Ashley Crawley had always been strong in math and science. So, when it came time to figure out her path as a Rutgers undergraduate, she mulled over possibilities that included engineering and premed studies.
But during her first year as a Rutgers Honors College student, she found herself moving in a surprising direction. It started when she took a course in general psychology as part of her honors requirements.
That class, taught by Keiko Brynildsen, introduced her to the study of psychiatric illnesses and the neuroscience behind the disorders. She had never planned to take the course. But she found it compelling from the start.
“I ended up calling my mom after every class saying, ‘Oh my goodness, I learned how all these different psychiatric disorders occur in the brain,’’’ says Crawley, a School of Arts and Sciences senior in the Class of 2021. “It just became so interesting.”
Crawley soon became a psychology major with a focus in neuroscience, gravitating to courses like “Abnormal Psychology” and working in two Rutgers research labs focused on schizophrenia and addiction, respectively.
This year she was accepted into five Ph.D. programs in behavioral neuroscience and recently made her decision to enroll in the program at the University of California at Los Angeles (UCLA).
For Crawley, a Teaneck native, behavioral neuroscience plays to her strengths in science but also provides her with a framework for carrying out a fundamental goal in her life.
“I always knew I wanted to help people,” she said. “I wasn’t quite sure how, but I knew that’s what I wanted to do.”
Her work in the lab of psychology Professor David Barker serves as one example of how the field can change lives and contribute to the greater good. The lab explores the neuroscience of cocaine addiction, focusing on how the brain’s ability to process information changes over the course of prolonged drug use. The work can lead to a greater understanding of addiction and more effective treatment.
“We are starting to realize that addiction isn’t just something ‘bad’ that people do, but that it’s actually a psychological disorder that affects a large percentage of people,” she says. “And any type of research that helps us understand what is happening step by step in the brain can help us with model therapies and finding out what treatments work best.”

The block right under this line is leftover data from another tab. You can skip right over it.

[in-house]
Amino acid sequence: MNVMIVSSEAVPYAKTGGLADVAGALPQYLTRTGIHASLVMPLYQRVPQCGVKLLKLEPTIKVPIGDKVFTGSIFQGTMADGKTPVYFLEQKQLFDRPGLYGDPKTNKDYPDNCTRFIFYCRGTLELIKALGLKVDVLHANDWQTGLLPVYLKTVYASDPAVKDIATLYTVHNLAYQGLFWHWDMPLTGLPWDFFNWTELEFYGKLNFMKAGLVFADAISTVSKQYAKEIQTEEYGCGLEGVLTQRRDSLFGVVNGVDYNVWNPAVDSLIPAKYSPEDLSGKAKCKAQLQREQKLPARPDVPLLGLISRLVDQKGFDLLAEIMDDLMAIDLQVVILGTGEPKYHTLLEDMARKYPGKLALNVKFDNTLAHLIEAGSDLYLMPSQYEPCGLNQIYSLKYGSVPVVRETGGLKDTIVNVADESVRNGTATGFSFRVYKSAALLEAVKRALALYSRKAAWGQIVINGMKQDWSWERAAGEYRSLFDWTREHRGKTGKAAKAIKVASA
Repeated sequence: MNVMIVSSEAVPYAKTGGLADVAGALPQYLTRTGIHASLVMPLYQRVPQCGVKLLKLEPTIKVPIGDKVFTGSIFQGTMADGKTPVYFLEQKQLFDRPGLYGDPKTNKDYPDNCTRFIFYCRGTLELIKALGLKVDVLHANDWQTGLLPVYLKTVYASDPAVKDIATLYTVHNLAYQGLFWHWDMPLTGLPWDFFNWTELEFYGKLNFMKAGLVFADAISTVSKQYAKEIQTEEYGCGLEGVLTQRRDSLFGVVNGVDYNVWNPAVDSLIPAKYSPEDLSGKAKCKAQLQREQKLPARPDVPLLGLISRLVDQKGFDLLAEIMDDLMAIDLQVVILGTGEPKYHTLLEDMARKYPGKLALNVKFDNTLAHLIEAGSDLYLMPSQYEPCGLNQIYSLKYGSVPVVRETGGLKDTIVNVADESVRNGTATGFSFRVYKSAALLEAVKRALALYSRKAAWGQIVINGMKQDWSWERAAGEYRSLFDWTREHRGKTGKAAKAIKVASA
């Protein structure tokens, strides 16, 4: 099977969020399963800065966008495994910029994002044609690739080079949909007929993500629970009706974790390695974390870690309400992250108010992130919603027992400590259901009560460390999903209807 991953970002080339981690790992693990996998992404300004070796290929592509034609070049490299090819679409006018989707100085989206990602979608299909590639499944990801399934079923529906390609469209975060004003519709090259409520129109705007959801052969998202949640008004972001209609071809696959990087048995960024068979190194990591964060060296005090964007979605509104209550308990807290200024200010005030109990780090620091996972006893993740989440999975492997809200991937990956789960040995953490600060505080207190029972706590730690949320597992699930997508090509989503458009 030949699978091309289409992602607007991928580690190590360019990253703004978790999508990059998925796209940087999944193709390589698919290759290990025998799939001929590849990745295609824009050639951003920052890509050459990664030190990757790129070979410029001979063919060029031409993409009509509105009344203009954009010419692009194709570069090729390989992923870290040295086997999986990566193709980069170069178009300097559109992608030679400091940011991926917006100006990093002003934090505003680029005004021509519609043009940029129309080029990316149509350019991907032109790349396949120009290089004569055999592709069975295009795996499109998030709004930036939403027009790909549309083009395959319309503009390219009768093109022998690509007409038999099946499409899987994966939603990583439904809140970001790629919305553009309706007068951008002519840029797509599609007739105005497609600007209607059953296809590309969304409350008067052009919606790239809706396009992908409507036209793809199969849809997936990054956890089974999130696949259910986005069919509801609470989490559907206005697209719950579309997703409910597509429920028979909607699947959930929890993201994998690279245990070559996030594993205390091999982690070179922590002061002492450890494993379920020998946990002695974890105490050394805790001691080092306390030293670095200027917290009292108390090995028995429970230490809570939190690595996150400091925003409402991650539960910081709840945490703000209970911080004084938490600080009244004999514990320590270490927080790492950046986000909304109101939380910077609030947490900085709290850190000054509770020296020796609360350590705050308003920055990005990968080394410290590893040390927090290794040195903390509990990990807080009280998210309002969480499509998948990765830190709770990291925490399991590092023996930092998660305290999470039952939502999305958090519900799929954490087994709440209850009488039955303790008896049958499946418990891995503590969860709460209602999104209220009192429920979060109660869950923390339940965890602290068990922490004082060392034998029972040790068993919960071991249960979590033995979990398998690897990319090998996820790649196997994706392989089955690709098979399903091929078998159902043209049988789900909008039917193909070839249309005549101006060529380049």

In graduate school, she plans to continue exploring the neuroscience behind psychiatric illnesses and hopes to make advances in understanding illnesses such as post-traumatic stress disorder and depression.
When she is not studying psychology, Crawley has been busy with two challenging minors: statistics and Latin.
The statistics minor reflects her love of numbers and has helped enhance her lab work through classes on the R programming language. And as for Latin, Crawley been studying the language since the seventh grade and reads the classic works and writes papers on themes, such as representations of femininity in the literature and its connection to magic.
“What I loved about the School of Arts and Sciences was that I had the freedom to combine all my interests together into one big thing,” she said.
As she gets ready for graduate studies at UCLA, she’s mindful that as a McNair Scholar, and as a multiracial woman, she is paving the way for others and bringing greater diversity to her field.
“I have never had a (neuroscience) professor that looked like me,” she says. “So, to be able to play a role in changing the face of neuroscience, that would be amazing. I would love to do that.